Global Trends in coastal tourism The most destructive elements of coastal resort tourism development is land clearance and habitat degradation, while the daily operations of resort facilities consume natural resources and pollute waterways. Among the other impacts, visitors to coastal tourism destinations spur a demand for fresh seafood that can generate tremendous strains on already-stressed fisheries, while unwieldy volumes of cruise passengers can damage coral reefs and other sensitive coastal habitat. (p9)

Ecotourism, which is typically small-scale and low impact, aims to provide tangible benefits to communities and conservation. However, the use of the sea for such diverse purposes is at the origin of increasing pressure, namely:

  • Competition for space, which leads to conflicts between various activities (fishing, services, agriculture)
  • The degradation of the natural ecosystems that support coastal areas, especially due to the impact of climate change
  • Large seasonal variations in population and employment – seasonality is felt particularly strongly in coastal communities which are typically viewed as summer destinations. Developing meaningful reasons to visit in the shoulder and colder seasons will be key to the long-term sustainability of the sector. .
  • Increasing tourist flows in coastal areas, especially in the form of tourism associated with new concerns about their potential repercussions.
  • Negative impacts on regional development from an environmental, economic and social point of view. The cruise sector can be seen as quite controversial in particular. While a lot of work is being done by some companies to make cruise ships for sustainable, they have a long way to go. Bringing thousands of people to small destinations has a significant impact which is not always viewed positively.

Coastal tourism – New Zealand context

The maritime area around New Zealand plays a significant role in the tourism industry, both as a draw for international tourists and as a place for domestic tourists to visit. The New Zealand maritime area has an abundance of beautiful natural environments and marine species. In many cases these maritime areas contain things which are unique in the world, which draws tourists from New Zealand and around the world.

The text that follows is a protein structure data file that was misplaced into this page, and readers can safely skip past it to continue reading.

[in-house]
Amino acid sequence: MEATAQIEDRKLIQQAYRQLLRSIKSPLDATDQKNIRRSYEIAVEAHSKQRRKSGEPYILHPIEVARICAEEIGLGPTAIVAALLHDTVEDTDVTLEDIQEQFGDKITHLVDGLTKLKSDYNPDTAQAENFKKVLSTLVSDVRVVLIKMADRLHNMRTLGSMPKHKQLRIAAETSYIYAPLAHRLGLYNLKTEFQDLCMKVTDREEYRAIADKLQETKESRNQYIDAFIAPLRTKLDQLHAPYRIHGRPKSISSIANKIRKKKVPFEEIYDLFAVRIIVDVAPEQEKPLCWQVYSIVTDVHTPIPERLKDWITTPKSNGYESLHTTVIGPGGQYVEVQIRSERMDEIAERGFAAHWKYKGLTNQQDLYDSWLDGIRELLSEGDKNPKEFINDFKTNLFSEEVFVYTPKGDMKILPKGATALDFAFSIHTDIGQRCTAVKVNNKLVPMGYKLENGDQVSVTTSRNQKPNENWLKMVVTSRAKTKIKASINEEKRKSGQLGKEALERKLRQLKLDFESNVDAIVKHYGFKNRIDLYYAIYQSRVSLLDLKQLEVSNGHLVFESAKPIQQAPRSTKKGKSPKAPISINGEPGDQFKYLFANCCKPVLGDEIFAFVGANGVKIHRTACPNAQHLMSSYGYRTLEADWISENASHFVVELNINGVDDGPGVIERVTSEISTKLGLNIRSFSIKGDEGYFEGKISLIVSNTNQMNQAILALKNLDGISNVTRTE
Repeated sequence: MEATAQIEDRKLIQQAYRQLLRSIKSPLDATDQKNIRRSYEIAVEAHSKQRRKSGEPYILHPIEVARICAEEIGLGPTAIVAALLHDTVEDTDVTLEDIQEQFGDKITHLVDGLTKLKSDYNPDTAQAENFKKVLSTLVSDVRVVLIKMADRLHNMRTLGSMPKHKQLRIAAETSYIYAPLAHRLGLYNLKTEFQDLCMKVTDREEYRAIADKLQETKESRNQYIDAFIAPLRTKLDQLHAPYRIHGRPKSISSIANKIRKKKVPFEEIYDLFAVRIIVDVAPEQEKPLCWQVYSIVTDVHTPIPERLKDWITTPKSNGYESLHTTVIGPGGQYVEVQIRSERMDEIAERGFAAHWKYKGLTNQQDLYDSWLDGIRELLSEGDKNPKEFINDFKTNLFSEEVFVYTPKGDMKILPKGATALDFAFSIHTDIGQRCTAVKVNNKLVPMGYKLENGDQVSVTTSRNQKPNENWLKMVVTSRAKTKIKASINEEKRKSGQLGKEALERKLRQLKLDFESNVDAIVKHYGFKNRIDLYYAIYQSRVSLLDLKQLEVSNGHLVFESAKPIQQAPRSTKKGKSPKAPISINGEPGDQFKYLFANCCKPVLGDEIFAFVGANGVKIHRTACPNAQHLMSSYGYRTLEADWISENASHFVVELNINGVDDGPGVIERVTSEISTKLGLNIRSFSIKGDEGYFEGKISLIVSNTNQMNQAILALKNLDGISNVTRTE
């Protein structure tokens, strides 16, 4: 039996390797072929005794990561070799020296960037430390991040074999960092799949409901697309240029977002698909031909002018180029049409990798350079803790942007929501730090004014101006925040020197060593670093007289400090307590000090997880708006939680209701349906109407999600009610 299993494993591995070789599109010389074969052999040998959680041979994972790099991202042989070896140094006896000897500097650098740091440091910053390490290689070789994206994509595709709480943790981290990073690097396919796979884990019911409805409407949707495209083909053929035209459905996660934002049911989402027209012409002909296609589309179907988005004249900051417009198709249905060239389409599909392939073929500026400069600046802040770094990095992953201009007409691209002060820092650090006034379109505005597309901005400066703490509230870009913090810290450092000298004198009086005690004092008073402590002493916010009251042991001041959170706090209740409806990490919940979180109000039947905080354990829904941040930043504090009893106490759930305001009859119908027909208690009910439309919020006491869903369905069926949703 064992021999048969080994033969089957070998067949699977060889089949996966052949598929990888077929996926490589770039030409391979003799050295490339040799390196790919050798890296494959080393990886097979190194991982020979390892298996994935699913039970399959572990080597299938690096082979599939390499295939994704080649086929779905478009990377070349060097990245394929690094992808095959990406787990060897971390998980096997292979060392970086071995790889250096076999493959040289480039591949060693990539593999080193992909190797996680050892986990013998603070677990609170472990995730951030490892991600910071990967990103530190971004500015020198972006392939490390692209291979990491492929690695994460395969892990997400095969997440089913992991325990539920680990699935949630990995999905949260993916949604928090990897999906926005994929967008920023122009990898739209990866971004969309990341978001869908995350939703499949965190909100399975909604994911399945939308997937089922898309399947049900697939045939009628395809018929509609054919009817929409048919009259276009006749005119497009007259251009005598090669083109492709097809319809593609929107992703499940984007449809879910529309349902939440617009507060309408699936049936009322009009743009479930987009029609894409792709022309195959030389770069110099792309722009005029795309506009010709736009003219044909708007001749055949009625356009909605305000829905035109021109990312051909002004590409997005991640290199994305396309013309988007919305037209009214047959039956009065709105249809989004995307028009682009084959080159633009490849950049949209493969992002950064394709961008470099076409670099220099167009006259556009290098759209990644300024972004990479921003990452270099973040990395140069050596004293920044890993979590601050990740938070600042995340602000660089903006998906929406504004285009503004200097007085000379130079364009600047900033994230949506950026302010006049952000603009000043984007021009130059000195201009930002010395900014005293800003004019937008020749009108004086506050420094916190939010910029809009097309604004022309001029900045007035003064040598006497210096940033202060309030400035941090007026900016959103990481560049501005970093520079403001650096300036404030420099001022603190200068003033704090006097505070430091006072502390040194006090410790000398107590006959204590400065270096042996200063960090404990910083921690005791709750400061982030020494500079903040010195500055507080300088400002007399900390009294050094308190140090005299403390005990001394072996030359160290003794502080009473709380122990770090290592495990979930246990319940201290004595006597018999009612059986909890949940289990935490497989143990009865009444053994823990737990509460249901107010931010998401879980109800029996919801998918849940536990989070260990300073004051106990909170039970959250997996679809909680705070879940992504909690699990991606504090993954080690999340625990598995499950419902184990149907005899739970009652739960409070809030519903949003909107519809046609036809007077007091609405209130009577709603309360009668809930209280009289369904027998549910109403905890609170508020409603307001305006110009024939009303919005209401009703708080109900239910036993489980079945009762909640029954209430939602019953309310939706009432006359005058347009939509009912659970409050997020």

It is likely that almost every international tourist that visits New Zealand will undertake some activities in the maritime area during their visit (including viewing scenery). Similarly, a large proportion of domestic tourism is also likely to occur near the coast and revolve around the maritime area.

Tourism is New Zealand’s largest industry and one that is rapidly growing. The sector directly contributed $15.9 billion to GDP in 2018, which is equivalent to 6.1% of the New Zealand’s economy. The tourism industry directly sustained employment of 216,000, which is 8% of the total employment in the country.

Coastal tourism – Areas of interest

  • Marine wildlife tourism (especially whale and dolphin watching)
    • Dive! Tutukaka, Northland, the Poor Knights Islands
    • Dolphin Seafaris, Tauranga
    • Abel Tasman Eco Tours
    • Waka Abel Tasman
    • Marahau Sea Kayaks
    • Farewell Spit Tours, Golden Bay
    • Whale Watch, Kaikoura
    • Okarito Kayaks
    • Real NZ, Fiordland and Stewart Island
  • Land-based marine attractions, including aquaria, marine parks, and maritime museums
    • National Aquarium of NZ, Napier
    • The Antarctic Centre, Christchurch
  • Visitor management
    • East by West Ferries, Wellington
    • The cruise ship industry
  • Conservation through education
    • Island tourism, development, impacts, community benefits
    • The (environmental) impacts of tourism and recreation in marine environments, and sustainable options

Coastal tourism – Careers & case studies

Below is a list of interviews with people who work in coastal tourism careers and case studies to help expand your view of this topic. You do NOT need to read them all, however we recommend you select 2 or more of the topics that interest you, and use the provided links (or your own internet search) to investigate further: